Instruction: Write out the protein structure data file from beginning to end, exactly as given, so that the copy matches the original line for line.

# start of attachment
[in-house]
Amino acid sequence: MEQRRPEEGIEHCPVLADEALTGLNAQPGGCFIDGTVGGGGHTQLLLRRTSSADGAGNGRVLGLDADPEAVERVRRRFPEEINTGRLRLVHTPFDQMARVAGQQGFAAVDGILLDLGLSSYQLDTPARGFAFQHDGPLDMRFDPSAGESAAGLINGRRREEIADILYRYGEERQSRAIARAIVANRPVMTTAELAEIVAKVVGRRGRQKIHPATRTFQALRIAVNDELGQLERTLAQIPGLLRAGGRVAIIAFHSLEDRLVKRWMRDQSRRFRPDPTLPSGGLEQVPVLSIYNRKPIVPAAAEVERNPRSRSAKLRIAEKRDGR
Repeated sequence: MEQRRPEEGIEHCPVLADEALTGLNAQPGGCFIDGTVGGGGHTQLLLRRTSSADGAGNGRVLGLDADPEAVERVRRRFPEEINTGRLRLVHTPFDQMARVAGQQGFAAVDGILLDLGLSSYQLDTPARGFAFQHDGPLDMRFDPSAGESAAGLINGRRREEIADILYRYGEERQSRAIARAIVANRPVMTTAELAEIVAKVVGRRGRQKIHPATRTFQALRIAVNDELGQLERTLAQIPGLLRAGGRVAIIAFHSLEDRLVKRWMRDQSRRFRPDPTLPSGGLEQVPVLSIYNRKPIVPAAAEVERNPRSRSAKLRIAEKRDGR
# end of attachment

[in-house]
Amino acid sequence: MEQRRPEEGIEHCPVLADEALTGLNAQPGGCFIDGTVGGGGHTQLLLRRTSSADGAGNGRVLGLDADPEAVERVRRRFPEEINTGRLRLVHTPFDQMARVAGQQGFAAVDGILLDLGLSSYQLDTPARGFAFQHDGPLDMRFDPSAGESAAGLINGRRREEIADILYRYGEERQSRAIARAIVANRPVMTTAELAEIVAKVVGRRGRQKIHPATRTFQALRIAVNDELGQLERTLAQIPGLLRAGGRVAIIAFHSLEDRLVKRWMRDQSRRFRPDPTLPSGGLEQVPVLSIYNRKPIVPAAAEVERNPRSRSAKLRIAEKRDGR
Repeated sequence: MEQRRPEEGIEHCPVLADEALTGLNAQPGGCFIDGTVGGGGHTQLLLRRTSSADGAGNGRVLGLDADPEAVERVRRRFPEEINTGRLRLVHTPFDQMARVAGQQGFAAVDGILLDLGLSSYQLDTPARGFAFQHDGPLDMRFDPSAGESAAGLINGRRREEIADILYRYGEERQSRAIARAIVANRPVMTTAELAEIVAKVVGRRGRQKIHPATRTFQALRIAVNDELGQLERTLAQIPGLLRAGGRVAIIAFHSLEDRLVKRWMRDQSRRFRPDPTLPSGGLEQVPVLSIYNRKPIVPAAAEVERNPRSRSAKLRIAEKRDGR